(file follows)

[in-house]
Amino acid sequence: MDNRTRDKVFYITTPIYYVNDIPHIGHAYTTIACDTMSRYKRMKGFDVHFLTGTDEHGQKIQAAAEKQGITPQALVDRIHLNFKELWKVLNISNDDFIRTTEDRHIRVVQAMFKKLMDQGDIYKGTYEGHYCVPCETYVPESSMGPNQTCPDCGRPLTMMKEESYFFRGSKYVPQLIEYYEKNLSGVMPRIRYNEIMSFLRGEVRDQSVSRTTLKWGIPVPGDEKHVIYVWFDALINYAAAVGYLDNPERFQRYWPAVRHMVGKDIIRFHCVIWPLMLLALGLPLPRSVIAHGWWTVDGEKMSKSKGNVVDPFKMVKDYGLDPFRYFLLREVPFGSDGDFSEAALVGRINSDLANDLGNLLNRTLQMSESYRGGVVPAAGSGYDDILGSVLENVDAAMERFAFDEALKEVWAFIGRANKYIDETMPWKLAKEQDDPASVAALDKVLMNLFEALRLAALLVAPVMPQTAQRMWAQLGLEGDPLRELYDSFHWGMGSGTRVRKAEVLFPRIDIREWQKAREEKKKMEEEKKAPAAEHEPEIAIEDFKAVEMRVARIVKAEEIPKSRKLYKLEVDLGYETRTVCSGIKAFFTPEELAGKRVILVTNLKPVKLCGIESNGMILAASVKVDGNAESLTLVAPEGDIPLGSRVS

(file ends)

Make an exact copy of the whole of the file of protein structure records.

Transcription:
[in-house]
Amino acid sequence: MDNRTRDKVFYITTPIYYVNDIPHIGHAYTTIACDTMSRYKRMKGFDVHFLTGTDEHGQKIQAAAEKQGITPQALVDRIHLNFKELWKVLNISNDDFIRTTEDRHIRVVQAMFKKLMDQGDIYKGTYEGHYCVPCETYVPESSMGPNQTCPDCGRPLTMMKEESYFFRGSKYVPQLIEYYEKNLSGVMPRIRYNEIMSFLRGEVRDQSVSRTTLKWGIPVPGDEKHVIYVWFDALINYAAAVGYLDNPERFQRYWPAVRHMVGKDIIRFHCVIWPLMLLALGLPLPRSVIAHGWWTVDGEKMSKSKGNVVDPFKMVKDYGLDPFRYFLLREVPFGSDGDFSEAALVGRINSDLANDLGNLLNRTLQMSESYRGGVVPAAGSGYDDILGSVLENVDAAMERFAFDEALKEVWAFIGRANKYIDETMPWKLAKEQDDPASVAALDKVLMNLFEALRLAALLVAPVMPQTAQRMWAQLGLEGDPLRELYDSFHWGMGSGTRVRKAEVLFPRIDIREWQKAREEKKKMEEEKKAPAAEHEPEIAIEDFKAVEMRVARIVKAEEIPKSRKLYKLEVDLGYETRTVCSGIKAFFTPEELAGKRVILVTNLKPVKLCGIESNGMILAASVKVDGNAESLTLVAPEGDIPLGSRVS